There was a play during the first quarter of Georgia’s win over Notre Dame on Saturday that exemplified the season senior defensive lineman John Atkins has had for the Bulldogs.
On second-and-9 from Notre Dame’s 14-yard line, Fighting Irish quarterback Brandon Wimbush took the snap on a run-pass option play. He read Georgia’s defense and decided to throw.
Lined up in front of the left guard, Atkins ran a stunt at the snap and blew past two blocks. Before Wimbush had time to react, Atkins was in the quarterback’s face. But he was pushed in the side, allowing Wimbush to avoid the sack until linebacker Roquan Smith brought Wimbush down. Smith received credit for the sack. On the stat sheet, Atkins’ role in the play was non-existent.
“I thought I was going to have at least a half (sack),” Atkins said. “Looking back at it, I wasn't on it. I tried to go for the ball. I was almost there.”
Sign Up and Save
Get six months of free digital access to The Telegraph
While Atkins had disrupted the play, he didn’t receive tangible credit.
That’s how life tends to be for Atkins as one of Georgia’s interior defensive linemen. He is asked to plug holes and take on multiple blockers, which allows Smith and linebacker Natrez Patrick to easily make tackles. It’s an overlooked position, but Atkins embraces it.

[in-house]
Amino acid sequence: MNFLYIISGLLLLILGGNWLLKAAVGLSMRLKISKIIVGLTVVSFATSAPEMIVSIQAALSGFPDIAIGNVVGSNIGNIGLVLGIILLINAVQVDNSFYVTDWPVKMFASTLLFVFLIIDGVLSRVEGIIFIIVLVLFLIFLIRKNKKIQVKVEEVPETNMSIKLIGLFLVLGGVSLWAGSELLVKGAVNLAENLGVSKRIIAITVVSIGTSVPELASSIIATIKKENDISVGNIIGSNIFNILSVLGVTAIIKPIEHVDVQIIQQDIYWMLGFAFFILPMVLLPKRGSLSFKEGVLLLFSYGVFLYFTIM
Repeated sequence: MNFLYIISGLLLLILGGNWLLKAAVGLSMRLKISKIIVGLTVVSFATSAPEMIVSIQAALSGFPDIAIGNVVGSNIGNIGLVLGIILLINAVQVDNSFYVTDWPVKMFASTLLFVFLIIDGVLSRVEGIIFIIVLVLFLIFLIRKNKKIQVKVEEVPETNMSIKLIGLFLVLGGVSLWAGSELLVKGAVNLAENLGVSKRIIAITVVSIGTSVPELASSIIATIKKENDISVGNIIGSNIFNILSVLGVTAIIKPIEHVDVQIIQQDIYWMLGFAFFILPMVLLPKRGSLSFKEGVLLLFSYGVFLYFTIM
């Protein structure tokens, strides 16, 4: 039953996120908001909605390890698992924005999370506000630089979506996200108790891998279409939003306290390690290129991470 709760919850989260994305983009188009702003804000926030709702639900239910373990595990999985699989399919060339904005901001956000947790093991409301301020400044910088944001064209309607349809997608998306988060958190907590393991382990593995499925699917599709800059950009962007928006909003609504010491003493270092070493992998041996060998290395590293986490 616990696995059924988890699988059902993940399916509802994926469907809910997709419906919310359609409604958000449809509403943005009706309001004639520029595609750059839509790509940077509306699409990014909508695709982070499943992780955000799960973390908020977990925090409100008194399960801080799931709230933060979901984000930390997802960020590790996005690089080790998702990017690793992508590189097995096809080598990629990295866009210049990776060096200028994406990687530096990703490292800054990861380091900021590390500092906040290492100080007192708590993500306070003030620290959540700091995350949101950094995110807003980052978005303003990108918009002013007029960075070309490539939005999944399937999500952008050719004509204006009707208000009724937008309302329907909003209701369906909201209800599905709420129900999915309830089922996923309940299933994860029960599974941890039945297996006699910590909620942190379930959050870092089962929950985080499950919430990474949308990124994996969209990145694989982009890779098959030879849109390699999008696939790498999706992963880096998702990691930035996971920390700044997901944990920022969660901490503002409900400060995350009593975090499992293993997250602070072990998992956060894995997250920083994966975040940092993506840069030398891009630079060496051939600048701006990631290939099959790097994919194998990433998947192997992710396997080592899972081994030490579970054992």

“I love it,” Atkins said. “Not everybody can do it. Somebody has got to do it.”
Atkins has just six tackles through two games, but he is an integral part of a Georgia defense that has allowed 29 total points this season. Before Georgia’s win over the Fighting Irish, Notre Dame head coach Brian Kelly singled out Atkins as a player to watch.
For Atkins, who is on pace to shatter his season high in tackles (22), having to do the dirty work on Georgia’s defense comes naturally.
“I'm the youngest of five,” Atkins said. “I always had to take out the trash. I was the only guy in the house, so I had to do all the dirty work there, too.”
While Atkins would like to have more tackles next to his name on the stat sheet, he realizes that’s not his job on Georgia’s defense. Without Atkins and the other interior defensive linemen plugging holes, the Bulldogs’ defense wouldn’t be able to operate quite the same.
“He cleans a lot of things up for me. He makes my job easier,” Patrick said. “I personally couldn't do what them guys do.”